1890s onwards Arya Samaj picked up specific religious issues like cow protection movements. (Gau Sanrakshini sabhas), Shuddhi movement (religious re-conversions of those who had shifted to other religions. This was done in response to Talibagh and Tanzeem movements (started by Wahabbis) aimed at religious reconversion of Muslims who had drifted to other religions.)

Arya Samaj Enjoyed relatively larger mass base in North India. Lala Hansraj (Mahatma Hansraj) a prominent follower of Arya Samaj, started DAV (Dayanand Anglo Vedic) schols in 1884 in memory of Dayanand Saraswati.  These were started with mixed elements from Vedic education and western advancements in social sciences. 


5. Bal Gangadhar Tilak

Bal Gangadhar Tilak (1856-1920)

Famously known as Lokmanya Tilak, He opposed Age of Consent Bill 1898. The Bill proposed increasing marriage age for boy from 11 yrs to 14 yrs and girl age from 8 yrs to 11 yrs. Tilak rejected any positive role for British in bringing about active social change or their ‘benovelent rule.’ He was not against the content of the bill, but against British interfering in Indian society. He also started using Ganapati and Shivaji festivals to unite Indians and preach anti-British feelings.

6. Jyotiba Phule and Savitribai Phule

Jyotiba (1827-90) and Savitribai Phule. (1831-97)

They started SatyaShodhak Samaj (Truth Seekers Society) in 1873 at Poona. Coming from lower (mali) caste, they were both subject as well as agent of social change. Jyotiba Phule stood for caste reforms, abolition of caste system and inter-caste marriages and dining.  He suggested that shudras and untouchables should join hands and overthrow the oppressors. He also supported the Aryan theory of invasion to explain the origin of caste system. He compared the caste system with modern version of slavery. He is also well know for his book GULAMGIRIwhich was also later adopted in a play. 

Savitribai Phule is well known for picking up the issue of women’s education. Together Phule couple started 1st school for women education in Poona. 

7. Swami Vivekanand, Ramakrishna Mission

image 7
Swami Vivekananda (1863-1902)

A great disciple of Ramkrishna Paramahansa, Swami Vivekananda continues to inspire millions of hears even today. He started Ramkrishna mission from Belur Math in Bengal. He himself was a Kali worshipper and not against Idol worship.

Vivekananda stood for spiritual freedom and social reforms. He argued for spiritual salvation as well as construction of social reforms – improving position of women, abolishing untouchability etc.

In his 1893 speech at Parliament of World Religions in Chicago. He asserted that Hindu civilization and way of life has much to offer to the world to promote spirit of tolerance and acceptance that is vital in maintaining world peace.

He is well known for his idea of Cultural nationalism. He enthused Indian Youth. Now Indians could take pride in their own identity.
Vivekananda written volumes of book on Vedantic philosophy.
Gandhi, Nehru also asserted that their nationalist belief and self confidence had gained much from Vivekananda’s writings.

8. Theosophical Society

Formed in New York, USA by Blavatsy and Olcott in 1875. It later opened office in India in Madras in 1886 and grew significantly after Annie Besant came to India in 1893. The society was largely composed of Irish origin individuals or Anglo Indians. For example Anney Besant, A.O. Hume were members of it.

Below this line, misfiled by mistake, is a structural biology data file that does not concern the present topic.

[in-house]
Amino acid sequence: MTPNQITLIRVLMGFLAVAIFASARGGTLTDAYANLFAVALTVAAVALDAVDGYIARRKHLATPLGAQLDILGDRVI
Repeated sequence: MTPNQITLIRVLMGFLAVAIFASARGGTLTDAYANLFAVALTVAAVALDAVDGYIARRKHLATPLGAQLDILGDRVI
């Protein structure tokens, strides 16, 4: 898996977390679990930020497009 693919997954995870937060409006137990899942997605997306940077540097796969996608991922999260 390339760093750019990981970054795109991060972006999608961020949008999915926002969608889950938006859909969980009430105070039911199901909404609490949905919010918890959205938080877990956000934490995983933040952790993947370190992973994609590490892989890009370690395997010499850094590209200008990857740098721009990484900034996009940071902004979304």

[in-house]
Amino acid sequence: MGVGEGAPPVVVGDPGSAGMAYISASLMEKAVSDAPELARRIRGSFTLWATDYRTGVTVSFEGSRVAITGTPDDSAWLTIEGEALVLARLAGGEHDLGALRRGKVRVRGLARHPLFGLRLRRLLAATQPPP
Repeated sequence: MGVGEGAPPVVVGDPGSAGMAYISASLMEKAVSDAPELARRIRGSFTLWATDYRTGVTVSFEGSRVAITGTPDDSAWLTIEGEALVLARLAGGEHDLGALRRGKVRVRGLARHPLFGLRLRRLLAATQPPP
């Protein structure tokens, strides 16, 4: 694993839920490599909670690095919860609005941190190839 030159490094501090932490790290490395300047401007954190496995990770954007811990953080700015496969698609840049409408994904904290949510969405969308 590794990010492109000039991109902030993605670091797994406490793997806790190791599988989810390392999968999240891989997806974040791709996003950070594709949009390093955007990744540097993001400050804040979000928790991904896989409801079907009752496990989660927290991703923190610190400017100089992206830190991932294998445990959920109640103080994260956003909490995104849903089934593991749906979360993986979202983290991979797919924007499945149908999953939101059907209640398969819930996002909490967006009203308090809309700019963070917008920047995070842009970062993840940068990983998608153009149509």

Theosophical society rejected the assertion that Indian society was primitive or uncivilised. Indian philosophical thoughts, particularly monks in Himalayas had answers to some of the most complex questions of human existence. Thus, the society advocated revival of ancient Hinduism, Zoroastrianism and Buddhism. It also argued for constructive social reforms like women education, female infanticide etc.

Mrs. Annie Besant established Central Hindu School at Benarus, which was later developed by Madan Mohan Malviya into Benaras Hindu University (BHU).

9. Analysis of Socio-Religious Reforms

All the efforts for social and religious reforms in pre-independent can be divided into two broad types. 1) Revivalist efforts 2) Reformist approach.

10. Revivalists

These were the scholars who felt that ‘ancient’ India had a substance and it is only by years of foreign subjugation Indian society has undergone degradation. Such scholars only wanted to remove the bad elements which had crept in Indian society and religion. For example Dayanand Saraswati wanted to reform caste system, but argued that it is a systematic division of labour and should not be done away with. Varna system is good, but caste system is not good. (MK Gandhi also had similar ideas).

They argued that British were no positive agents of social change and rejected any talk of benovelent despotism of civlizing mission. They argued in favour of reviving the glorius past.

However their cultural nationalism was beset with religious contradiction. To begin with, Hindu revivalists saw ancient India as period of glorious rule whereas Muslim revivalist saw medieval India as glorious past. And their assertion of glorious past was not always backed by ‘scientific’ evidence.

11. Reformists

Inspired by western ideas, they argued to implement similar methods in Indian society for its reform. They sought to ‘reform’ the Indian system by applying human reason in every field of life, including reason. According to RR Roy, human reason is ultimate touchstone to decide anything.

Reformists relied on top-down approach to solve the problem. These had comparatively lower mass-base than revivalists.

guest
0 Comments
Inline Feedbacks
View all comments